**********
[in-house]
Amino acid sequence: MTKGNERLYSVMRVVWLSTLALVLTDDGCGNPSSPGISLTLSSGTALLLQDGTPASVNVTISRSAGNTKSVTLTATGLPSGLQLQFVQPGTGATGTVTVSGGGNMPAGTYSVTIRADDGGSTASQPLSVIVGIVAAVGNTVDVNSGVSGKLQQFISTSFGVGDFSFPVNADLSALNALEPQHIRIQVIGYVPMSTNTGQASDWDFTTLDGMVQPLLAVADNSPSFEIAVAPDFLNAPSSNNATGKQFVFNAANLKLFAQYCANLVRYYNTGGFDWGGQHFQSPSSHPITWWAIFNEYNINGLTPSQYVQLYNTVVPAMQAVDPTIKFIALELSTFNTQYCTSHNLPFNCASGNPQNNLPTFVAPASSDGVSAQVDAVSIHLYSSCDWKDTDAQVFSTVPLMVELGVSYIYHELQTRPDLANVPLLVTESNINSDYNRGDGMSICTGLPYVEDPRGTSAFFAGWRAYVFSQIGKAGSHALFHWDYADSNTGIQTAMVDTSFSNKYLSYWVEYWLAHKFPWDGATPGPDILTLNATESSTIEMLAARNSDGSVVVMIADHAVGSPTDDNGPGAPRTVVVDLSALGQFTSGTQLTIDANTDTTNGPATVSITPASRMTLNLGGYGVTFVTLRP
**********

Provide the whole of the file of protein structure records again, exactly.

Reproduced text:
[in-house]
Amino acid sequence: MTKGNERLYSVMRVVWLSTLALVLTDDGCGNPSSPGISLTLSSGTALLLQDGTPASVNVTISRSAGNTKSVTLTATGLPSGLQLQFVQPGTGATGTVTVSGGGNMPAGTYSVTIRADDGGSTASQPLSVIVGIVAAVGNTVDVNSGVSGKLQQFISTSFGVGDFSFPVNADLSALNALEPQHIRIQVIGYVPMSTNTGQASDWDFTTLDGMVQPLLAVADNSPSFEIAVAPDFLNAPSSNNATGKQFVFNAANLKLFAQYCANLVRYYNTGGFDWGGQHFQSPSSHPITWWAIFNEYNINGLTPSQYVQLYNTVVPAMQAVDPTIKFIALELSTFNTQYCTSHNLPFNCASGNPQNNLPTFVAPASSDGVSAQVDAVSIHLYSSCDWKDTDAQVFSTVPLMVELGVSYIYHELQTRPDLANVPLLVTESNINSDYNRGDGMSICTGLPYVEDPRGTSAFFAGWRAYVFSQIGKAGSHALFHWDYADSNTGIQTAMVDTSFSNKYLSYWVEYWLAHKFPWDGATPGPDILTLNATESSTIEMLAARNSDGSVVVMIADHAVGSPTDDNGPGAPRTVVVDLSALGQFTSGTQLTIDANTDTTNGPATVSITPASRMTLNLGGYGVTFVTLRP